Alisa Camplin: How to get out of a rut

Alisa Camplin shares her insights on how to shake life up when things are feeling stale.

Alisa  Camplin

Alisa Camplin

Alisa Camplin is Australia’s first ever female Winter Olympic gold medallist, a working mum and dedicated resilience and high performance consultant.

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At one point or another we all feel trapped in a cycle. Often, it’s as a result of a rhythm we’ve established – whether at home or at work. When elements of our lives begin to feel like a grind, it can leave us feeling despondent and frustrated. You might struggle to get out of bed or catch yourself complaining about being stressed. Of course, everyone has off days where things feel tough. But if you’re starting to feel locked into a routine, then you might be stuck in a rut. So, what can you do about it?

What do I do in a rut?

If you suspect you might be in a rut, then my recommendation would be to explore the feeling by asking yourself some questions, like:

  • Am I overworked and/or over-committed?
  • Am I getting enough ‘me’ time?
  • Is there enough joy in my life?
  • Do I feel like I have purpose?
  • What aspects of my life are good?
  • What people, things, or habits might be holding me back?
  • What could be improved?
  • Am I looking for – and open to – change?

These questions will help you to clarify whether your need is transitional due to circumstance or speaks to a deeper desire for structural change.

These points of exploration and acceptance are really important and will happen many times throughout our life. Recognising this can go a long way to mitigate the self-blame which can accompany a rut. Make the time to investigate why you feel how you do – without judgement.

Make a plan

Once you’ve broken down what you feel and why you’re feeling it, you can begin to formulate a plan to change things. First, you need to acknowledge that we do possess the free will and power to make changes in our lives.

Mindset is important. It’s great to search for change, but it’s not likely to come in the form of a silver bullet. It’s a gradual process, and you have the power to direct it. Remember, you don’t wake up in a rut one day – you find yourself there because of a series of factors converging over time. In the same way, it takes time to work your way out of the situation. You need to give yourself the space to move through the rut and emerge on the other side. Having this perspective and patience is important.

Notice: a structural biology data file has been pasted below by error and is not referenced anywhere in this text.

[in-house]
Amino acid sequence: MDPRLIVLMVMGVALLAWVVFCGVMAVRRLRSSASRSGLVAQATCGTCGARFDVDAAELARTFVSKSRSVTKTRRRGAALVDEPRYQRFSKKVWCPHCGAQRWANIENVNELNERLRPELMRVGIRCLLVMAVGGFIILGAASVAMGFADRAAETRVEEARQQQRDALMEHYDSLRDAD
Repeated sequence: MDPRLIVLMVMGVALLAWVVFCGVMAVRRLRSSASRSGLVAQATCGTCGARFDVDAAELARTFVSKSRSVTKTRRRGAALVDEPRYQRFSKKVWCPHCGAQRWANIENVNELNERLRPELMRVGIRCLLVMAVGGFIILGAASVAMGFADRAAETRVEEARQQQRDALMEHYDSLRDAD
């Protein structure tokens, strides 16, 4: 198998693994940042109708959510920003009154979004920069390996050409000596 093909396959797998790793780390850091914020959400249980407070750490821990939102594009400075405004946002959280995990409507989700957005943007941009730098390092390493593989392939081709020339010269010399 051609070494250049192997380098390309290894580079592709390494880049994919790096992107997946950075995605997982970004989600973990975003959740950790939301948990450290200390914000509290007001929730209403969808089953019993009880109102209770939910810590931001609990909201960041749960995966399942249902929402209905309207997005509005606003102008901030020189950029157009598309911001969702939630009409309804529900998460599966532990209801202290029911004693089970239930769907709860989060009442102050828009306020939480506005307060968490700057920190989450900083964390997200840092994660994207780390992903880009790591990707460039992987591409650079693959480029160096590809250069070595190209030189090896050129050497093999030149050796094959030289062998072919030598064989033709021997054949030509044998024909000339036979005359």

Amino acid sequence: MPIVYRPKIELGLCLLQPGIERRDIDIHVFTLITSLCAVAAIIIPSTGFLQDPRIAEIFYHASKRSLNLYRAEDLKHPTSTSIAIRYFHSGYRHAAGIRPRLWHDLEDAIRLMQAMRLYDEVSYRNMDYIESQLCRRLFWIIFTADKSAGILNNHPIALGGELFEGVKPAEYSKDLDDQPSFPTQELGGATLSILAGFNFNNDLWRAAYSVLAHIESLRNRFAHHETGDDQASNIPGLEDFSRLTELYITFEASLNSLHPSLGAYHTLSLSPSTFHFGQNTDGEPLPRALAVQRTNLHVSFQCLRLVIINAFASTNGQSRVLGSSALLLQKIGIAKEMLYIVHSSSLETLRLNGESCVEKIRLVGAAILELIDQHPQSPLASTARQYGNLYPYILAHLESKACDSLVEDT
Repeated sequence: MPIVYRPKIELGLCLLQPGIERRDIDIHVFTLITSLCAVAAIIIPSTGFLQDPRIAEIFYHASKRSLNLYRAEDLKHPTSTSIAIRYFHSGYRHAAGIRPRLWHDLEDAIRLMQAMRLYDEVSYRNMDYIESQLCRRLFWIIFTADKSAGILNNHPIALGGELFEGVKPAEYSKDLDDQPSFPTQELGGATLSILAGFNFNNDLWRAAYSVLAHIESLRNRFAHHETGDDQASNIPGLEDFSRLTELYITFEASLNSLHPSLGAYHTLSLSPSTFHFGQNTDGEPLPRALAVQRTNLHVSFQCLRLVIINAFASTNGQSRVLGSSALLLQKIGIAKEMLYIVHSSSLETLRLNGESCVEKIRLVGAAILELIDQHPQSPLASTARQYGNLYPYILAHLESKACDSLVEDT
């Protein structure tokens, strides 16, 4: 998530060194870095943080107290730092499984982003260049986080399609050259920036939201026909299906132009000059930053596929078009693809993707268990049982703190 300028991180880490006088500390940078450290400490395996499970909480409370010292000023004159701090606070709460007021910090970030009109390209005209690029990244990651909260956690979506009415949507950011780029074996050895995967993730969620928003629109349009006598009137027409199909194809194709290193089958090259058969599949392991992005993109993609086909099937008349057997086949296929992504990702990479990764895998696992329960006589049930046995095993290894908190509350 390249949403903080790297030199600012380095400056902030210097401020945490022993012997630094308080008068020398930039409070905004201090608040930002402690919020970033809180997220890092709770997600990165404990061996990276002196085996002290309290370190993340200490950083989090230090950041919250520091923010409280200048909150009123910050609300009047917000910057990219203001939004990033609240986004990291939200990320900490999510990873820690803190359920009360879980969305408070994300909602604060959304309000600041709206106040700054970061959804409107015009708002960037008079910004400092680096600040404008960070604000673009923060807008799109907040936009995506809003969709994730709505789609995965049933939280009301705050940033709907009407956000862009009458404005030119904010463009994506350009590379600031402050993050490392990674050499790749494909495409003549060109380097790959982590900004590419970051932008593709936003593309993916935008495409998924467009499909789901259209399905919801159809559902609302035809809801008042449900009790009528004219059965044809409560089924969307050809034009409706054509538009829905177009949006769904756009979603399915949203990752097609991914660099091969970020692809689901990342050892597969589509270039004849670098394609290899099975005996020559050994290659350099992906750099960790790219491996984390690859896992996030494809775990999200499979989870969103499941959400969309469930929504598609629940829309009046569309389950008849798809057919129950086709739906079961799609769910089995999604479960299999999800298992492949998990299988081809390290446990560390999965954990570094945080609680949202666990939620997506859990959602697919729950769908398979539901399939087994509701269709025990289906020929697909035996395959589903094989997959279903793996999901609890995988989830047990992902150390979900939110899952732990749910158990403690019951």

To make change stick, you need a powerful ‘why’ as your source of motivation. You need to own your decision to propel yourself out of your rut. By articulating a goal and laying down the groundwork to achieve positive change, you’re deepening your commitment to yourself. Consider sharing your plan for change with your support network so they can assist you through your journey. The more open you are, the more people will cheer you on and find ways to help.

A vital part of the process is recognising that interrupting a rut will often feel uncomfortable, so you need to remember that it will be better on the other side. Momentary discomfort is preferable to the frustration and despondency of sitting in your current situation.

Try journaling

Working things out on paper can be a powerful way to sift through the muck and find clarity. When I find myself in a rut, I tend to think of it as being stuck in the bottom of a trench. It’s wet and muddy down there, and it’s tough to find the energy to pull yourself up those slippery walls.

By drawing on your answers to the questions you asked yourself earlier, you can identify what led you to this situation. Write it all down. Now, you can formulate a plan. Start by asking yourself, ‘What does better look like?’

Once you’ve identified this, consider the practical things you can change. What big or small things can you do immediately? What will take additional time or assistance? Do you have some space in your life to add extra positive elements?

There is likely to be a temptation to think you’re trapped and nothing can change. But that perception is too binary, and it will limit you. Writing things down will help you to unpick the specifics and reveal where you can start introducing micro-adjustments to your life.

Make your #onechange

Switch up your routine in a small way this week. Eat lunch somewhere new, catch the train to work, or explore a place new to you.